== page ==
This is about the expression no strings attached from the plural of string:
strings [plural] : requirements that are connected with something : things that you have to do, give, etc., if you accept something (such as a gift or an offer)
- She won't accept the gift if there are strings. [=if she is expected to do something in return for it]
- They offered her the job with no strings attached. [=with no conditions]
- He's generous, but there are always strings attached. [=he always expects something in return for what he gives to people]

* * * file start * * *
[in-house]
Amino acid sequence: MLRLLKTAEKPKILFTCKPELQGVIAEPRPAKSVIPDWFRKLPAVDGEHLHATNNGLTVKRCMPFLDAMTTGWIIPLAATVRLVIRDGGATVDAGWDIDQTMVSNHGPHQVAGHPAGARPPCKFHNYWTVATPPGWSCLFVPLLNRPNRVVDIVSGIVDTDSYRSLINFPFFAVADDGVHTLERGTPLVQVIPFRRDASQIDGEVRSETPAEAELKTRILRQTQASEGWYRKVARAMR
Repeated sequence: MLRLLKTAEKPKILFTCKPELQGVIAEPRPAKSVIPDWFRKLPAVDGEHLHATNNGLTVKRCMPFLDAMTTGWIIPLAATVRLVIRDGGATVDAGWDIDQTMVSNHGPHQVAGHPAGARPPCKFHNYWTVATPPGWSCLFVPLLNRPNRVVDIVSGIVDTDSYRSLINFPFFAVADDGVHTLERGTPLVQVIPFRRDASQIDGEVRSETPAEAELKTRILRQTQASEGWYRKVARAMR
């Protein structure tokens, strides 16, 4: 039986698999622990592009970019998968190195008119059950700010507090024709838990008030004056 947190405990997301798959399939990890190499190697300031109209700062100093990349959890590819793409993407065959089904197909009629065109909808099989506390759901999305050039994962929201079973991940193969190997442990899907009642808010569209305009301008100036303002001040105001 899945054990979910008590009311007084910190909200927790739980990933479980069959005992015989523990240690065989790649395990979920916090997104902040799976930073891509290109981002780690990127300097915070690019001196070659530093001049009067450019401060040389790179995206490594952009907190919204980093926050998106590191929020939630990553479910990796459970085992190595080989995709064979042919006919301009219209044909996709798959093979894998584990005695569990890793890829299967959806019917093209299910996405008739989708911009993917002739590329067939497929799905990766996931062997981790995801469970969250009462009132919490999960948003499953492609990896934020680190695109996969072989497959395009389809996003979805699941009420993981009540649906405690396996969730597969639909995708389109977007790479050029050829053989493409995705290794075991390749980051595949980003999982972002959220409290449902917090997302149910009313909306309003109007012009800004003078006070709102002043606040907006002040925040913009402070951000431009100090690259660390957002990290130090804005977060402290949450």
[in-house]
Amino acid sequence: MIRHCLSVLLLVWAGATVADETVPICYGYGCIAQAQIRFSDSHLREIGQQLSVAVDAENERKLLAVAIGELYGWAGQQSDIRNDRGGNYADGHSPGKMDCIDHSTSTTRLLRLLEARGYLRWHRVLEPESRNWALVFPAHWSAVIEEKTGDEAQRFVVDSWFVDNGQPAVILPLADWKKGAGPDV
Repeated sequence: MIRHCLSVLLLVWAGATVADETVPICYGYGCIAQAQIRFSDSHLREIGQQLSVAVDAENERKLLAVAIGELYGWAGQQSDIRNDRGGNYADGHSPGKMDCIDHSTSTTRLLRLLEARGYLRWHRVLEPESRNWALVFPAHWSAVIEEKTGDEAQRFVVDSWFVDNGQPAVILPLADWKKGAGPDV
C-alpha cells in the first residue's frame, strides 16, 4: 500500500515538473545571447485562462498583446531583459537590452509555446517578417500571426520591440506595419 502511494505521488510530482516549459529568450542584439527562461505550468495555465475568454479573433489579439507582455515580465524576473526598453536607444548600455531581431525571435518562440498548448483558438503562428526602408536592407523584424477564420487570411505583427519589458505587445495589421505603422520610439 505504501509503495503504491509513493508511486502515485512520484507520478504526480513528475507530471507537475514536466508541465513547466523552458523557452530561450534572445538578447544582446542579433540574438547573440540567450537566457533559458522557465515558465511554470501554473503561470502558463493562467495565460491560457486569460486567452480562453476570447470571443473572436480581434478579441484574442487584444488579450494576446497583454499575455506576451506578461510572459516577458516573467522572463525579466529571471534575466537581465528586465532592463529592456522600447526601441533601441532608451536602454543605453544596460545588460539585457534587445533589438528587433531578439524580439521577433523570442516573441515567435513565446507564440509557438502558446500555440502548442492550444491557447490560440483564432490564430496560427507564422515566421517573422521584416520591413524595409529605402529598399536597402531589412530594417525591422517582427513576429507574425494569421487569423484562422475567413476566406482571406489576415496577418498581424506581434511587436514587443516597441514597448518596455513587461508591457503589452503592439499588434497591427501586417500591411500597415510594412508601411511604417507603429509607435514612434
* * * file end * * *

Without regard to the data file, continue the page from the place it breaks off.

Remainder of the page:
[ Merriam-Webster Learner's Dictionary - string ]
- Is using strings without attached just a short form or is there a difference in the meaning? In the first example could either be used?
Is there a (more?) figurative sense whereby you could apply this to ideas or can it only be about people owing something, and control :
There is idea A, and there is idea B; the latter has no strings attached to the former.
Would that mean anything; would you rather use "(not) connected/there is no connection" instead? Something else?
- If someone is not a party to a transaction but is reporting on it, would that person say of an offer or deal between the parties that it comes with or has no strings attached? Is it just the focus on the offer being made vs. its characteristics or is there something else I'm not getting here?